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In the full context of the novel, I think it is arguable that the main characters are realistic. First, when the children in Ender's launch group gather to leave Earth, they tend to do exactly what normal children would do. "The other boys were bouncing on their seats a little, poking and pushing, shouting" (29). Others, like Bernard and his gang, calm themselves and establish an identity by ganging together and picking on someone weaker.
Later, in the barracks, the boys are scared, mostly quiet, and don't know who to trust. They all feel immediately comfortable with Dap, the man who calls himself their "mom" while at Battle School. "Dap had a room full of friends. Frightened children were so easy to win" (40).
The first night in the barracks further proves these young boys are, at this point, still very realistic and believable. Dap comes in to check on them after lights out, and walks around, "touching a hand here, a forehead there. Where he went there was more crying, not less," (44). As the boys are shown kindness in this unfamiliar place, we are given a glimpse into their true fear and childishness.
By the end of the novel, it seems easy to argue that the main characters in Ender's Game are not realistic because of the way they think, interact with one another, and solve problems like adults. However, it is important to keep in mind that circumstances such as alien warfare, the threat of Earth being blown up, and technology more advanced than anything readers have seen, are also highly unrealistic.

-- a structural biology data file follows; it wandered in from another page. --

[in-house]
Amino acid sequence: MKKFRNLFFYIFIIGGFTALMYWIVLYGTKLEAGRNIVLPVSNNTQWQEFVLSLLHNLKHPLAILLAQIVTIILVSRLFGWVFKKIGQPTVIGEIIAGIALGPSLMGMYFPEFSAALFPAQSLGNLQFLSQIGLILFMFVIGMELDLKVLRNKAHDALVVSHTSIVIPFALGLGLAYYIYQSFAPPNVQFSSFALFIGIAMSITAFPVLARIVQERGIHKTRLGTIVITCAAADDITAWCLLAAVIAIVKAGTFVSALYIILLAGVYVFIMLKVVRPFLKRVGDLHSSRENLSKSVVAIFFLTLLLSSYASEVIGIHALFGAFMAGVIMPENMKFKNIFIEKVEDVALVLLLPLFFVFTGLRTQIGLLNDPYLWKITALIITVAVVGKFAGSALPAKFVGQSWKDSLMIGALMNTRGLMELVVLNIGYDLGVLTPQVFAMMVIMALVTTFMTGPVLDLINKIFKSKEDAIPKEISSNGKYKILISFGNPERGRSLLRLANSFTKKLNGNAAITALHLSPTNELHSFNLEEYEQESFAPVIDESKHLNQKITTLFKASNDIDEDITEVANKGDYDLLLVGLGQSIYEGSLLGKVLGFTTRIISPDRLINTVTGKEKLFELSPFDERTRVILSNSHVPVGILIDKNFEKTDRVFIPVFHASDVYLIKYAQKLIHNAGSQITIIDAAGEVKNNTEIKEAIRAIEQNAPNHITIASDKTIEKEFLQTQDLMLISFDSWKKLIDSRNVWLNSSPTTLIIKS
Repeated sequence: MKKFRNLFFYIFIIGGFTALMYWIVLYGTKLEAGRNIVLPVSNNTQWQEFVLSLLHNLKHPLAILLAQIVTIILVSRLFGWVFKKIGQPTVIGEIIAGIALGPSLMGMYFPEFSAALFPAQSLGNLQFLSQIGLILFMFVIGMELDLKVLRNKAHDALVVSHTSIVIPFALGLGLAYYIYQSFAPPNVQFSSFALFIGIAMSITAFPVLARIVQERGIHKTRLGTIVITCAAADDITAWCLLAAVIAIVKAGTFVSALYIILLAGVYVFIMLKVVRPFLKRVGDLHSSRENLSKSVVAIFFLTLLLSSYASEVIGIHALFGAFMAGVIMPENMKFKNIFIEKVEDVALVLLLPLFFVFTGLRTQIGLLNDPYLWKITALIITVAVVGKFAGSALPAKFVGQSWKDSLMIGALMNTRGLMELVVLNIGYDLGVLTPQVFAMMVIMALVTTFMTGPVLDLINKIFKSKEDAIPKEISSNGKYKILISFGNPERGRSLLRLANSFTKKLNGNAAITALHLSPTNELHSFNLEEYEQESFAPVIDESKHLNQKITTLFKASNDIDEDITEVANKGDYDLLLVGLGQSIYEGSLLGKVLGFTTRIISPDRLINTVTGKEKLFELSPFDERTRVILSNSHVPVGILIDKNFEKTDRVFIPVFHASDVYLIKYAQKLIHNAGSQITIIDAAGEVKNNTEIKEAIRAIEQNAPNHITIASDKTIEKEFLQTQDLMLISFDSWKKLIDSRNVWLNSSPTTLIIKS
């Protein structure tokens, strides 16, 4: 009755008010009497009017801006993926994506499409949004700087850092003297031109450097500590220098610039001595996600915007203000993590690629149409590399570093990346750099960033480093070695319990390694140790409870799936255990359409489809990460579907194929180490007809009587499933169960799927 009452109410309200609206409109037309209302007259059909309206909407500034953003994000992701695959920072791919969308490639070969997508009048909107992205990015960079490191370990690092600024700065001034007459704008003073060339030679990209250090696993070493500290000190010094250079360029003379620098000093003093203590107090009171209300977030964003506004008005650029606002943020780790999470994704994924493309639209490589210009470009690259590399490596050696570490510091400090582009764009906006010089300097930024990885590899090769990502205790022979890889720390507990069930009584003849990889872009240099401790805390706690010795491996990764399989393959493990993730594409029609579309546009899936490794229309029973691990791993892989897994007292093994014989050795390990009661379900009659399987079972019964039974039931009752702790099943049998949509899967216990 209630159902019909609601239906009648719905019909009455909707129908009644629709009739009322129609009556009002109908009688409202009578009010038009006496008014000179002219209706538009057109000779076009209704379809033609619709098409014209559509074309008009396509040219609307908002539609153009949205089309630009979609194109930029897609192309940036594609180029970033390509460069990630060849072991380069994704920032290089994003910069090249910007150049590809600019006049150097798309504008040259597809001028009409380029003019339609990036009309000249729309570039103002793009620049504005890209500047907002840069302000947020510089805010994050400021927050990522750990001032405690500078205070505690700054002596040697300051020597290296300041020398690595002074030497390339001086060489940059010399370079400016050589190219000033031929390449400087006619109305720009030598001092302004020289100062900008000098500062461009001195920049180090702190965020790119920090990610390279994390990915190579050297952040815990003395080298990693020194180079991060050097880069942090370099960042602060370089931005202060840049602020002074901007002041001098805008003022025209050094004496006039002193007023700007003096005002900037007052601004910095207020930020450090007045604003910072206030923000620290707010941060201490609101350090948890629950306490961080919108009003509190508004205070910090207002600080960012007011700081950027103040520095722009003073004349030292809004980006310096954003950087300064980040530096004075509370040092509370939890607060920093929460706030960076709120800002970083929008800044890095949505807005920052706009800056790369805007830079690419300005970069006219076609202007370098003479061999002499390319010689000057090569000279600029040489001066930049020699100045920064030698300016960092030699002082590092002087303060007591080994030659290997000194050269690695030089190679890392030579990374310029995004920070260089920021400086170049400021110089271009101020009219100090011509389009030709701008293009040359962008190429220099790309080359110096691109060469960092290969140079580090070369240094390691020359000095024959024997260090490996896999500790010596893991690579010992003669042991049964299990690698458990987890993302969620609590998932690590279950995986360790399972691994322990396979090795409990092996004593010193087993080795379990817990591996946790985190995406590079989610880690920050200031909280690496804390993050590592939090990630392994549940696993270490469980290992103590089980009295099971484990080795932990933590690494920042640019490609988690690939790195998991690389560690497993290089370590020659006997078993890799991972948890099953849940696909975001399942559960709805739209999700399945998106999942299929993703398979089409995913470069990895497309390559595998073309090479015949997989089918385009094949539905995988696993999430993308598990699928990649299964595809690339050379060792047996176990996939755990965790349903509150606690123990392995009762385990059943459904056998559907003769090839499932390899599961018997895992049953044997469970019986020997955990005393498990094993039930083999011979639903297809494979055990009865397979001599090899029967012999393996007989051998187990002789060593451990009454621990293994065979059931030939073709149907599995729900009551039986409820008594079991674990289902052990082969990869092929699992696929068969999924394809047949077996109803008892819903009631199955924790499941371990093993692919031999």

These examples show that the kids who come to Battle School are very realistic as children when they first arrive. Those who take to the training well, however, are quickly changed, in body and in mind. They are forced to mature quickly as they are challenged to lead each other, make decisions, and problem solve. Also, keep in mind that they are geniuses. Card portrays realistic characters who show realistic growth and change in highly unrealistic circumstances.
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